Friday, 15 August 2014

Fighting Fire in the Fynbos

Wildfires are spectacular forces of nature, and terrifying if you encounter one live. Living in the Fynbos you are living with fire. Fire is part of the natural cycle of life and the plants are adapted to it. However, we live in changing times – and in the eastern Fynbos fire is becoming more frequent and burning over wider areas. Part of this is due to changes in our weather which are causing increases in Fire Danger Indices (FDI), partly due to increased lightning strikes.

I learnt at Fynbos Forum last week, increased summer rainfall means that the southern and eastern sections are experiencing more summer rain and this means fuel loads are recovering more quickly.  Generally, this is all of great concern to landowners, because fire is a threat to human safety, housing, crops and livestock. Furthermore, landowners are liable for damage from fires that spread from their property to neighboring properties. In the case of those living near pine plantations, this can mean millions upon millions of rands. There is much concern from Fynbos ecologists that as a result the fire cycle in Fynbos is being interrupted because fires are suppressed, and in situations like this Fynbos is then replaced by forest.  We now have a situation where much Fynbos in the lowlands in association with human habitation and agricultural activity is under burnt, while on the other hand the mountain regions are experiencing too frequent fires. Neither extreme is good for Fynbos.

Legally, landowners need to have fire breaks and adequate fire fighting equipment on their properties. However, one hike into the Cape Fold mountains and you will realise that the feasibility of creating and maintaining fire breaks many kilometres long over steep terrain intersected by deep gorges is completely impractical. Likewise, accessing remote areas where fires can result from lightning strikes or even rockfalls is sometimes impossible.

Landowners across South Africa are now being pushed to join Fire Protection Associations, where resources are pooled, and fire control can be done on a bigger scale, thus mitigating the need for each landowner to have fire breaks. However, these associations cost a lot of money to be a part of and many land owners are sceptical of the benefits they bring. For instance, as part of the big fire we experienced in 2012 we received no support from the Southern Cape Fire Protection Association (SCFPA). Subsequently, some landowners in the area did receive compensation for fencing damage.  More recently, they have arranged for insurance premiums to be reduced for members of fire protection agencies. It is clear that these associations are now starting to work harder to justify membership.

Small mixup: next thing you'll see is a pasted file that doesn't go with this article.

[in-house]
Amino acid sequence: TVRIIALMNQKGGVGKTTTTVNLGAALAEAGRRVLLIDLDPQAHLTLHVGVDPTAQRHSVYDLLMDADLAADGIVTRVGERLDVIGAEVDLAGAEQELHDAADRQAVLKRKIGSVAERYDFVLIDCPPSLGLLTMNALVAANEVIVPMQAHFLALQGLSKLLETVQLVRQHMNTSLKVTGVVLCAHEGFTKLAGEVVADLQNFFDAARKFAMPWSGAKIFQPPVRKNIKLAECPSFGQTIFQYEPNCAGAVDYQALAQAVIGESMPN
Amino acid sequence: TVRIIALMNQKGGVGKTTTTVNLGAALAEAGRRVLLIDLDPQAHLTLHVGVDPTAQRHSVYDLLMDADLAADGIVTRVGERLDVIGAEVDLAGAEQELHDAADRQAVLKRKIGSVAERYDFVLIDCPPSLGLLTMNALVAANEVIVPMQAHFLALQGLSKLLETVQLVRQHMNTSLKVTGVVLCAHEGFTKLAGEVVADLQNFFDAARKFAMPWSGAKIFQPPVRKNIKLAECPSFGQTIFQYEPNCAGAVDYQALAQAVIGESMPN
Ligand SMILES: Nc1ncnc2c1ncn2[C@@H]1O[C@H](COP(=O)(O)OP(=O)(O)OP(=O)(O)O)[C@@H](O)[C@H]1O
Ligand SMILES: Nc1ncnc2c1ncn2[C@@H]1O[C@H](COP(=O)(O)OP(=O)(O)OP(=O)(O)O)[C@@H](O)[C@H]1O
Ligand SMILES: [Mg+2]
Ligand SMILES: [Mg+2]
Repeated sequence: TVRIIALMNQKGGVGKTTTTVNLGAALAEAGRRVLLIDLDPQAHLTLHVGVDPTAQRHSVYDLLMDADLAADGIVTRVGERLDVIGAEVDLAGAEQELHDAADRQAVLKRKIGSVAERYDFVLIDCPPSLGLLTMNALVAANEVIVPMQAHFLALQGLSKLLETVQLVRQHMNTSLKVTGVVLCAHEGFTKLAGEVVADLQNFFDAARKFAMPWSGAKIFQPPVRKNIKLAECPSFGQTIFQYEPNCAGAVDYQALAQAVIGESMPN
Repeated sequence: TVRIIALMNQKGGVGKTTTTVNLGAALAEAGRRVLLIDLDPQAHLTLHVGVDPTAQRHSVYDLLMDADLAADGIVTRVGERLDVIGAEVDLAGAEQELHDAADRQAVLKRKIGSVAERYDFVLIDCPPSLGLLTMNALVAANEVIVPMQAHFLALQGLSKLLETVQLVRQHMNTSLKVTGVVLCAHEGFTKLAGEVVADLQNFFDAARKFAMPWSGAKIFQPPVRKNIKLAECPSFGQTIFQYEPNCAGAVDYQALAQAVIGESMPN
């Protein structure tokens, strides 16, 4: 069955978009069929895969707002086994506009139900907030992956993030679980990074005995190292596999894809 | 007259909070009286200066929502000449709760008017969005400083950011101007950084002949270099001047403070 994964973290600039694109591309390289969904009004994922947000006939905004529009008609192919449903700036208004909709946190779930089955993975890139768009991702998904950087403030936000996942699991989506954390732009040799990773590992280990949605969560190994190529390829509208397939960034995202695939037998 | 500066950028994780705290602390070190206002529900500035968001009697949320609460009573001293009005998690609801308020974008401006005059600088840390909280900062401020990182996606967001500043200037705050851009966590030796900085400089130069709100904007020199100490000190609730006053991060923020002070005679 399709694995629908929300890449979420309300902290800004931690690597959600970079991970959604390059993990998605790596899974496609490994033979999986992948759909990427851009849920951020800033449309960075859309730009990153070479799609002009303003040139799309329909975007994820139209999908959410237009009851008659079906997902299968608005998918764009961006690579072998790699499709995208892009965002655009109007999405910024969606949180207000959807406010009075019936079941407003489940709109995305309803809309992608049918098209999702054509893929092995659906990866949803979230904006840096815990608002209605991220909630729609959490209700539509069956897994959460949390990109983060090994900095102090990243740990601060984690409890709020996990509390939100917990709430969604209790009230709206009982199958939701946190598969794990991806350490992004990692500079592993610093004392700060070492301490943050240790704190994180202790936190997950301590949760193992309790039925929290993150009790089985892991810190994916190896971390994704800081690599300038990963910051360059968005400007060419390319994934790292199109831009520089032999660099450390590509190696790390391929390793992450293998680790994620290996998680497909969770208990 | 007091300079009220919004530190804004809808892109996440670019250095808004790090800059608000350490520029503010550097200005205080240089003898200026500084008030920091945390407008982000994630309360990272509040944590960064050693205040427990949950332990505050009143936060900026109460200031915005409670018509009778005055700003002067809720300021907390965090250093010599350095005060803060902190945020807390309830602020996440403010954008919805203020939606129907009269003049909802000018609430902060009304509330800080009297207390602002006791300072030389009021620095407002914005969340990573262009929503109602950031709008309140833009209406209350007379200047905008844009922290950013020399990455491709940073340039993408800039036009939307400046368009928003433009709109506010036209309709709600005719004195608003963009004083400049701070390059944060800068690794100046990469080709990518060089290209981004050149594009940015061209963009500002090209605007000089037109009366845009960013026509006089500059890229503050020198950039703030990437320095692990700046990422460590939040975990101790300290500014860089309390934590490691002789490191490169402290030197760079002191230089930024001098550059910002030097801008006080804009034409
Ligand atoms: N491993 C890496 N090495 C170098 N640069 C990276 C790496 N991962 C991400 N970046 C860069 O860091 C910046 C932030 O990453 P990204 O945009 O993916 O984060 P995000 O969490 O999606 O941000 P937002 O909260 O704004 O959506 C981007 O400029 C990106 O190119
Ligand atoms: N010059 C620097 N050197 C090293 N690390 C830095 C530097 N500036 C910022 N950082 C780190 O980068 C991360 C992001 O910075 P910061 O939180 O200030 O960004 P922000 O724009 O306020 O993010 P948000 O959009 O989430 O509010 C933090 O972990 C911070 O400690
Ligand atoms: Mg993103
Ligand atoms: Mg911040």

We experienced our first tangible benefit of being members of the SCFPA this week when they sponsored a one day basic fire fighting course at Avontuur.  A massive amount of background theory was assembled by Dirk Smit of SCFPA, and presented along with interesting anecdotes by local fire-fighter Wayne Young. Of course, the real entertainment was then setting the veld on fire and letting the trainees get to grips with the mopping up operations.

Here are a few highlight photos:

Fire is a big threat to property, causing huge damage every year around the world

Fight Fire with Fire: creating a backburn is one way to control a fire. 

Hot work: layers of protective clothing couple with extreme heat mean heat exhaustion and fatigue are a major problem when fighting fires.

Caught in a fire: hopefully the carbon monoxide kills you first, as death by fire is the most painful way to die

Young or old, black or white - you all get together when it comes to fighting fires

Firefighters: all that stand between you and the flames

Wayne Young: remembering the on-average five fire-fighting helicopter pilots that die each year
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